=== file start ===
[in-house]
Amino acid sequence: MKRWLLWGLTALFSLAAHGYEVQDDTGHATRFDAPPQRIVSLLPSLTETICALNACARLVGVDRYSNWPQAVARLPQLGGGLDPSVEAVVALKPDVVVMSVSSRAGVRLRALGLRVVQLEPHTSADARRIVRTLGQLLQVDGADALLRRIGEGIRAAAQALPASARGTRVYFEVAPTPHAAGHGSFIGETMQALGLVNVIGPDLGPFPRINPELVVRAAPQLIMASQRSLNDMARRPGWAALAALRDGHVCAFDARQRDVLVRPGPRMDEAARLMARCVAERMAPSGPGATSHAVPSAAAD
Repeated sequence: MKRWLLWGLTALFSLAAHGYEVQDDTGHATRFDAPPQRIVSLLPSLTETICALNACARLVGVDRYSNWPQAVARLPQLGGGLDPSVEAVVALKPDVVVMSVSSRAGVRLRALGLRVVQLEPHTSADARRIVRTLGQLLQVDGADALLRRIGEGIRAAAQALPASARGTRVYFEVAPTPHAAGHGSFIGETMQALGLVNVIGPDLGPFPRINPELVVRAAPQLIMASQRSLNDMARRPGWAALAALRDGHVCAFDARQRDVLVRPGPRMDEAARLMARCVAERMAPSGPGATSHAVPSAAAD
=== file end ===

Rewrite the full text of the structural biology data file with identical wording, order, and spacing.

[in-house]
Amino acid sequence: MKRWLLWGLTALFSLAAHGYEVQDDTGHATRFDAPPQRIVSLLPSLTETICALNACARLVGVDRYSNWPQAVARLPQLGGGLDPSVEAVVALKPDVVVMSVSSRAGVRLRALGLRVVQLEPHTSADARRIVRTLGQLLQVDGADALLRRIGEGIRAAAQALPASARGTRVYFEVAPTPHAAGHGSFIGETMQALGLVNVIGPDLGPFPRINPELVVRAAPQLIMASQRSLNDMARRPGWAALAALRDGHVCAFDARQRDVLVRPGPRMDEAARLMARCVAERMAPSGPGATSHAVPSAAAD
Repeated sequence: MKRWLLWGLTALFSLAAHGYEVQDDTGHATRFDAPPQRIVSLLPSLTETICALNACARLVGVDRYSNWPQAVARLPQLGGGLDPSVEAVVALKPDVVVMSVSSRAGVRLRALGLRVVQLEPHTSADARRIVRTLGQLLQVDGADALLRRIGEGIRAAAQALPASARGTRVYFEVAPTPHAAGHGSFIGETMQALGLVNVIGPDLGPFPRINPELVVRAAPQLIMASQRSLNDMARRPGWAALAALRDGHVCAFDARQRDVLVRPGPRMDEAARLMARCVAERMAPSGPGATSHAVPSAAAD